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In reality, however, the depicted Model X was not navigating itself, according to a statement by director of Autopilot Software at Tesla, Ashok Elluswamy. The statement was made last July and used as evidence in a lawsuit against Tesla, following the 2018 deadly crash involving a former Apple Inc. engineer.
Elluswamy’s testimony marks the first time a Tesla employee openly corroborated details on the production of the promotional video.
According to Elluswamy, Musk requested that Tesla’s Autopilot team demonstrate and document the system’s capabilities. This was then underlined by the tagline: “The person in the driver’s seat is only there for legal reasons. He is not doing anything. The car is driving itself.”
Since then the company has cautioned that drivers must keep their hands on the steering wheel and maintain control of the vehicle at all times. Neither Elluswamy, Musk, or Tesla responded to further requests for comment.
Tesla’s website states that its technology is merely designed to provide assistance with steering, braking, as well as speed and lane changing, but that none of these features make the vehicle autonomous.
The company used 3D mapping on a predetermined route to create the video. It showed the journey from a house in Menlo Park, California, to Tesla’s then-headquarters in Palo Alto, Elluswamy told Reuters.
He added that drivers had to intervene to take control of vehicles on test runs. A self-parking attempt by the Model X ended with the test car crashing into a fence in Tesla’s car park.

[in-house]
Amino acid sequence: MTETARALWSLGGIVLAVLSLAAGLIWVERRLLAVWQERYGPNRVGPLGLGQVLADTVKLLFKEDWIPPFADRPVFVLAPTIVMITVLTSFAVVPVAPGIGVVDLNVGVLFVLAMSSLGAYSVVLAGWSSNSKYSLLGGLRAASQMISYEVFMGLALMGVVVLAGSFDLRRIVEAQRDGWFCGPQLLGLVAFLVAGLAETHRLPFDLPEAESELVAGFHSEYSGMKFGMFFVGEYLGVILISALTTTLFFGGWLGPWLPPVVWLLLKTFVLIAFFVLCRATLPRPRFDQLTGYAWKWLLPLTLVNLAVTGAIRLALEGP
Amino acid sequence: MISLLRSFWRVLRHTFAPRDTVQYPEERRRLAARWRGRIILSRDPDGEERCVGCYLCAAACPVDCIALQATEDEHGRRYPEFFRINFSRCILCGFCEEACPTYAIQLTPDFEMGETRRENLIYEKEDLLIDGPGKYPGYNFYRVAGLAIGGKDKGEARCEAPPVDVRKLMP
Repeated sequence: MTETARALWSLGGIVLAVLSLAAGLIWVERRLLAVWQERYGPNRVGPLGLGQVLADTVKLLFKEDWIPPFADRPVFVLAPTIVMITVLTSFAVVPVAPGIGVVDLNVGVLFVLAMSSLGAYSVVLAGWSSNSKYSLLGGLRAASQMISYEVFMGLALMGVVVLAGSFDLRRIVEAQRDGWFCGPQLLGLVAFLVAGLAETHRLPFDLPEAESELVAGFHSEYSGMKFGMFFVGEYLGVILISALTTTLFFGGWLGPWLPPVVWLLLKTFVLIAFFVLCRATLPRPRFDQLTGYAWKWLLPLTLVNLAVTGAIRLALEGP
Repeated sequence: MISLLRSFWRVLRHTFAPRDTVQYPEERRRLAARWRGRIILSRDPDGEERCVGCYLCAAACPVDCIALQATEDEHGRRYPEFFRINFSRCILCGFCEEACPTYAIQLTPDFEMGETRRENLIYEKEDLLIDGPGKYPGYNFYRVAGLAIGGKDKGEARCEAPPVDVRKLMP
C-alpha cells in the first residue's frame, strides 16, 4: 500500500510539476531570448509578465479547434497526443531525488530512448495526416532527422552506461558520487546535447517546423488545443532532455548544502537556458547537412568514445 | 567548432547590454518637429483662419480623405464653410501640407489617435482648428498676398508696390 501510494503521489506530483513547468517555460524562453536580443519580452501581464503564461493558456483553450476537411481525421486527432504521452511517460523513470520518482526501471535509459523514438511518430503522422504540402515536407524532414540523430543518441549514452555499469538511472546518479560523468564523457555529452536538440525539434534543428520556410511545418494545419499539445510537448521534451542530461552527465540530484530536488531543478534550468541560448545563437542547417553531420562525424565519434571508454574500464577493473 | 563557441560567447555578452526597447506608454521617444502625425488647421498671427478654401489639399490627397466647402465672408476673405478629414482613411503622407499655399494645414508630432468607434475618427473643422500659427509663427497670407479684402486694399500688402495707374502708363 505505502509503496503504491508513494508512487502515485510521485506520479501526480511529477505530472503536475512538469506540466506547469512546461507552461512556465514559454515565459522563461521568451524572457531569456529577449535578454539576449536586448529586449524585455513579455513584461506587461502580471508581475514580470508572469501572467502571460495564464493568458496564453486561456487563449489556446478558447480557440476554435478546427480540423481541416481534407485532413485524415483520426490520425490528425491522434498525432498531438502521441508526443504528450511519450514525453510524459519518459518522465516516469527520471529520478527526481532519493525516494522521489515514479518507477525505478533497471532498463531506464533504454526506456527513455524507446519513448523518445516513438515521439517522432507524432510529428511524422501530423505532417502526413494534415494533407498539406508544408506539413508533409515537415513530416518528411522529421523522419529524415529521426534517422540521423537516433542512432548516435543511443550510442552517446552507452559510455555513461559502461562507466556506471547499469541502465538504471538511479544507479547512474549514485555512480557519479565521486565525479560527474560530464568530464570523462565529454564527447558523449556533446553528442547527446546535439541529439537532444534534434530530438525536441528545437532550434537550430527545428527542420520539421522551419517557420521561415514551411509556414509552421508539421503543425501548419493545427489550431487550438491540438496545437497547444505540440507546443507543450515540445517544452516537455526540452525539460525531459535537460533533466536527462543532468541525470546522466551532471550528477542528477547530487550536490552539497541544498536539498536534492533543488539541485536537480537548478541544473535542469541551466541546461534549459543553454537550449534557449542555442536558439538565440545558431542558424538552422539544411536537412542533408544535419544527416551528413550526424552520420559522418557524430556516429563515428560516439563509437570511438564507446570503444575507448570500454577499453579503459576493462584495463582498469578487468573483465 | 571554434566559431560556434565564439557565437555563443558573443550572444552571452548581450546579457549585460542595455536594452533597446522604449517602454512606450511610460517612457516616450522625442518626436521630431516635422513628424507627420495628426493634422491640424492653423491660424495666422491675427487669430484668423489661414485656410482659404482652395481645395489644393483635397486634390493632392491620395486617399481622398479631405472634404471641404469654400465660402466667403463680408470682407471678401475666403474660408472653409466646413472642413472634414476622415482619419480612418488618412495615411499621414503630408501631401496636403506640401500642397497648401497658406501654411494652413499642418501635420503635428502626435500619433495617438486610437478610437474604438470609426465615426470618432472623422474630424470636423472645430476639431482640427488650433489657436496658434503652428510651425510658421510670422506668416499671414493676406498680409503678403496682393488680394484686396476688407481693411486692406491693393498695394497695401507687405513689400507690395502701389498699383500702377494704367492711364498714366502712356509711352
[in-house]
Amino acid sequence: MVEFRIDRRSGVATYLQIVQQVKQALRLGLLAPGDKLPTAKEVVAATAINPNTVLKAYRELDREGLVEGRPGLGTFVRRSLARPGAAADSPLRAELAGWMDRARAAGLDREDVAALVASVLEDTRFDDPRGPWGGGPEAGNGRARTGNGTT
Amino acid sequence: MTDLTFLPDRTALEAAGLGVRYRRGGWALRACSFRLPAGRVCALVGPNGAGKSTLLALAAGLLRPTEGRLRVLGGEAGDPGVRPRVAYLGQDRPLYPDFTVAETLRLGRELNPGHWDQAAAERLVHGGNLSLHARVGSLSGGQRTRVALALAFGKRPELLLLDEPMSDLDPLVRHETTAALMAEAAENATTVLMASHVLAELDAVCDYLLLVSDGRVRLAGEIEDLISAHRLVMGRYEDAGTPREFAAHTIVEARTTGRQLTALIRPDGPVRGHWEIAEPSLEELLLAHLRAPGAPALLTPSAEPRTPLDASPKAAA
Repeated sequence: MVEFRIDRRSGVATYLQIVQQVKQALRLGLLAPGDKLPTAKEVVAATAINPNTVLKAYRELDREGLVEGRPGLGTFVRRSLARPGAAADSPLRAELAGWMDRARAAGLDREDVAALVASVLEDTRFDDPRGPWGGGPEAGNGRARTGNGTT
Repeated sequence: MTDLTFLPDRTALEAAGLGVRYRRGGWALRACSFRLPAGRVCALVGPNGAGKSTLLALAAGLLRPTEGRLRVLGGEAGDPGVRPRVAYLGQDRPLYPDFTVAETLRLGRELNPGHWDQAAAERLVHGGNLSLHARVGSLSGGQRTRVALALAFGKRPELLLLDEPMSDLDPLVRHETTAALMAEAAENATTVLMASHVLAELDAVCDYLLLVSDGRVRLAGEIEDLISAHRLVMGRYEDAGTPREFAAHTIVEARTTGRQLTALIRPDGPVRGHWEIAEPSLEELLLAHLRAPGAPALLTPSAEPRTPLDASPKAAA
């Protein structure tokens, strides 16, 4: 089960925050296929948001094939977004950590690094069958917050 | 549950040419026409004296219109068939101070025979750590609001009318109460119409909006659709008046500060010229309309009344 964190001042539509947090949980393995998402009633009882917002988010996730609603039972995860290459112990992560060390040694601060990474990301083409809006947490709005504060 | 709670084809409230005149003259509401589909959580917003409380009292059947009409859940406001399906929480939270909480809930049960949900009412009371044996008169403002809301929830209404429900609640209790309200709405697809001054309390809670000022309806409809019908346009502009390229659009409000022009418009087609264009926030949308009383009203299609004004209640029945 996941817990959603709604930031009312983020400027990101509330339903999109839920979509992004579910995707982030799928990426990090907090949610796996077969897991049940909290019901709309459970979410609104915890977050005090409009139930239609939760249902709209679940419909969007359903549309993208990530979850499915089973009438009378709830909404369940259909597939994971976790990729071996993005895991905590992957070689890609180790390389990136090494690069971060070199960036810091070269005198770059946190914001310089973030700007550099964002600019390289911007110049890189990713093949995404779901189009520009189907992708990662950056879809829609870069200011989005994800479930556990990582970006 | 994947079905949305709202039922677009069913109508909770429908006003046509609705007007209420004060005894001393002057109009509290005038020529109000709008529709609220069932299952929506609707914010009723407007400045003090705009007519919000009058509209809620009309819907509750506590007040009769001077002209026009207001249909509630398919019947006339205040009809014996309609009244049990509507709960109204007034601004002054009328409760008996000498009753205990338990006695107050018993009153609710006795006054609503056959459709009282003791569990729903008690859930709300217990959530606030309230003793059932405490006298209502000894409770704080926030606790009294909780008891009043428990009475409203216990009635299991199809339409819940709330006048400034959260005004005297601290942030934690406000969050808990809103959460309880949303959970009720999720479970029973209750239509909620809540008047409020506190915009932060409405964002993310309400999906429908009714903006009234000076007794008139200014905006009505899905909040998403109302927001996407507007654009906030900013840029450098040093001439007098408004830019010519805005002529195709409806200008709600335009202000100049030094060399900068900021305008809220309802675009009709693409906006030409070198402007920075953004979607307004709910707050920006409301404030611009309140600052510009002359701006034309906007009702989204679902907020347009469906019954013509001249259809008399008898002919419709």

“The intent of the video was not to accurately portray what was available for customers in 2016. It was to portray what was possible to build into the system,” Elluswamy continued.
Upon the video’s release, Musk posted on Twitter: “Tesla drives itself (no human input at all) thru urban streets to highway to streets, then finds a parking spot.”
Tesla is currently subject to several lawsuits over its driver assistance systems. A criminal investigation by the U.S. Department of Justice was launched, following similar claims by the company in 2021, as well as some near fatal crashes involving the Autopilot feature, as reported by CNN.
A 2021 article by the New York Times stated that the 2016 video was created to promote the Autopilot feature without divulging that the route had been pre-mapped. It also claimed, citing anonymous sources, that the company did not mention that the test car had crashed in the test run.
Elluswamy also denied that Tesla’s Autopilot system was available in a production car at the time of the video’s production in 2016.
A lawsuit against Tesla over a crash that killed Apple engineer Walter Huang in Mountain View, California in 2018, saw Elluswamy implicated.
According to Andrew McDevitt, the lawyer representing Huang’s wife, it was “obviously misleading to feature that video without any disclaimer or asterisk,” reported Reuters.
After investigating the crash, the National Transportation Safety Board concluded in 2020 that it was likely caused by Huang’s distraction and the limitations of the Autopilot feature. It said Tesla’s “ineffective monitoring of driver engagement” had contributed to the crash, as stated in a recent article by the Guardian.
Elluswamy claimed that it’s possible for drivers to trick the Tesla system based on feedback sent from the steering wheel. This would give the Autopilot the impression they were paying attention. The same safety issue, however, was not observed when drivers were alert.
By Kos Temenes